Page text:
Work out the math. Work out how low you need your gearing to be to maintain endurance power at an ideal cadence. You’ll likely be quite surprised how low it needs to be to deal with actual steep hills. I began my endurance rides on my MTB, as it was the only way I could get low enough gearing.

Your mileage may vary. A lot depends on your terrain and gradients.

Bin the ego on endurance rides, speed, times on segments etc are totally irrelevant. You want nice steady volume. That is your goal.

Get low gears, play some nice tunes, let the squirrels pass you. Patience, patience patience. Play the long game.


I stay in z2 power. I recently did 100k/4 hours of rolling gravel (2,000 ft of climbing) and nearly never touched above endurance.


That’s impressive. My butt would need more time OOS.

I get out of the saddle, but I just keep it in z2.

1 Like

I go up to 80-85% ftp when going over inclines on endurance rides. No worries, they don’t make it ‘not an endurance ride’ even if it happens 5-10 times in an hour (because that’s at most 5 minutes)


Unless your trails are super flat and feature free, MTB just isn’t the best for endurance riding for this very reason. I still try though! I typically stick to gravel roads, but even then it’s super tough.

1 Like

I would have thought short hard efforts on a endurance ride would be OK provided there aren’t too many of them and you give plenty of time for recovery between them. Brandon McNulty did 5 30 secs efforts on a shortish endurance ride at the weekend. If its good enough for him. Seriously I seem to remember hearing on a podcast that it really doesn’t detract from the endurance element provided they are SHORT.

1 Like

I’ve listened to a couple of podcasts with Iñigo San Millán and he advocates ending your endurance rides with an effort. He says to go out, do your endurance ride (Z2 (or Z1 in a 3 zone model)), then, if possible, end with a 3-6min climb or effort where you finish with a feeling of having done some work. I don’t remember him elaborating on the science behind this approach, just that this is what he does for his personal training and recommends for his athletes.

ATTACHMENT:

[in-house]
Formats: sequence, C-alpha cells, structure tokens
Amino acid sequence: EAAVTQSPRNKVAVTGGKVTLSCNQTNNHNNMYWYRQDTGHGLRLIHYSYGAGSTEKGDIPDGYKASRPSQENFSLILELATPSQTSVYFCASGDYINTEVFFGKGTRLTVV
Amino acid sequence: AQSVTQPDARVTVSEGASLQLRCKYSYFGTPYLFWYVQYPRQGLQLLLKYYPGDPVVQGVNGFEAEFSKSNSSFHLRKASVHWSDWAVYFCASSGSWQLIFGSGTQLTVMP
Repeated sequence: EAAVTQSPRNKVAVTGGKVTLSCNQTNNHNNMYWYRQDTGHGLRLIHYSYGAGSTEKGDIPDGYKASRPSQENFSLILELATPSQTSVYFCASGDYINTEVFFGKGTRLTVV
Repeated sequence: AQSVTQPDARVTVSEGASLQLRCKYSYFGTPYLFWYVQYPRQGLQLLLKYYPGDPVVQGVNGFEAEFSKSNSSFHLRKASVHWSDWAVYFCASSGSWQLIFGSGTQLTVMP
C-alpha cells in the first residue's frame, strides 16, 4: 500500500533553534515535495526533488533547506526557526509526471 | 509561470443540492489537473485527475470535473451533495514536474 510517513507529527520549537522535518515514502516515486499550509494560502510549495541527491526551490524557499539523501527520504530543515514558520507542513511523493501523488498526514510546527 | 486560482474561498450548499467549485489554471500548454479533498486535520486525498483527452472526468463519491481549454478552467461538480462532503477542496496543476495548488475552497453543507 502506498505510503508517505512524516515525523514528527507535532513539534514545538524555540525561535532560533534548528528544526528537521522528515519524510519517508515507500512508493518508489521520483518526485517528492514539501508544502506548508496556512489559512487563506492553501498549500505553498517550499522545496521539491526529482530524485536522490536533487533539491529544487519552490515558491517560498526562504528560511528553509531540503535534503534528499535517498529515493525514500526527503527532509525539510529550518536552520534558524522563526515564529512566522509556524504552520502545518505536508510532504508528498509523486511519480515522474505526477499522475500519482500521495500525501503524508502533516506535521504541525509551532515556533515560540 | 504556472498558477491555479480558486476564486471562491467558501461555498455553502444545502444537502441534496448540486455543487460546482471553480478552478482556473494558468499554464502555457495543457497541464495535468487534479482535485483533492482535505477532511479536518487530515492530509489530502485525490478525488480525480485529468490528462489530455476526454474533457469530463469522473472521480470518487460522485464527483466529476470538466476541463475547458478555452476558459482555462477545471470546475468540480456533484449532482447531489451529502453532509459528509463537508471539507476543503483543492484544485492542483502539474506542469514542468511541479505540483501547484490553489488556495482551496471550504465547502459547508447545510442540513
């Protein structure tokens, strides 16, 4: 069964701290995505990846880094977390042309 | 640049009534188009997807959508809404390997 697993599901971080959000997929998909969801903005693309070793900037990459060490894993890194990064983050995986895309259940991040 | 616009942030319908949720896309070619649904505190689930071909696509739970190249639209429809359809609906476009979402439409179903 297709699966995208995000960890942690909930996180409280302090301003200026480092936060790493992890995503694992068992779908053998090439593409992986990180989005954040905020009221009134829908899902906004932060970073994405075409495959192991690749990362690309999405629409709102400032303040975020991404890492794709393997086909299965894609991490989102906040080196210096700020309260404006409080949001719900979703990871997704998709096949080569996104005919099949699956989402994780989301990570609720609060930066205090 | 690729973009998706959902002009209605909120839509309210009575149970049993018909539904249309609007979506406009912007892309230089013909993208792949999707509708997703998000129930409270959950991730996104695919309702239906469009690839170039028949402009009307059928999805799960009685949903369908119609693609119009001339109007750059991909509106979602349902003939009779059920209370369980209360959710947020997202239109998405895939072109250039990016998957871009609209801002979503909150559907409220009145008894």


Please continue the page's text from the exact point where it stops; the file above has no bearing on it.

I think he said he does those mostly for time saving reasons and because efforts at the end of endurance won’t ruin the Z2 adaptation. But for quality work better to do those hard efforts fresh.

Yeah, and my coach has 66%-79% defined as my zone for endurance rides. Here is well executed endurance ride with that endurance zone in green (a bit hard to see):

easy rollers with 1200+ feet of climbing over 2.5 hours.

I usually throw in 3 or 4 hard 1000W sprints at the end. Standing up I find it hard to control power, its often a brief 300-500W on those out of saddle ‘get comfortable’ efforts.


I got the impression that this was his preferred way of training, not a method for time-saving.

Like I said earlier, I’ve listened to a few of his interviews, but I think it was this podcast with Dr. Peter Attia that I’m specifically remembering.

Slow down and reduce gearing to allow me to keep power roughly constant, if even that’s not enough with 11-32 on the back, choose a different route net time…

1 Like

Does it really matter? It’s not exactly going to ruin a ride or training plan.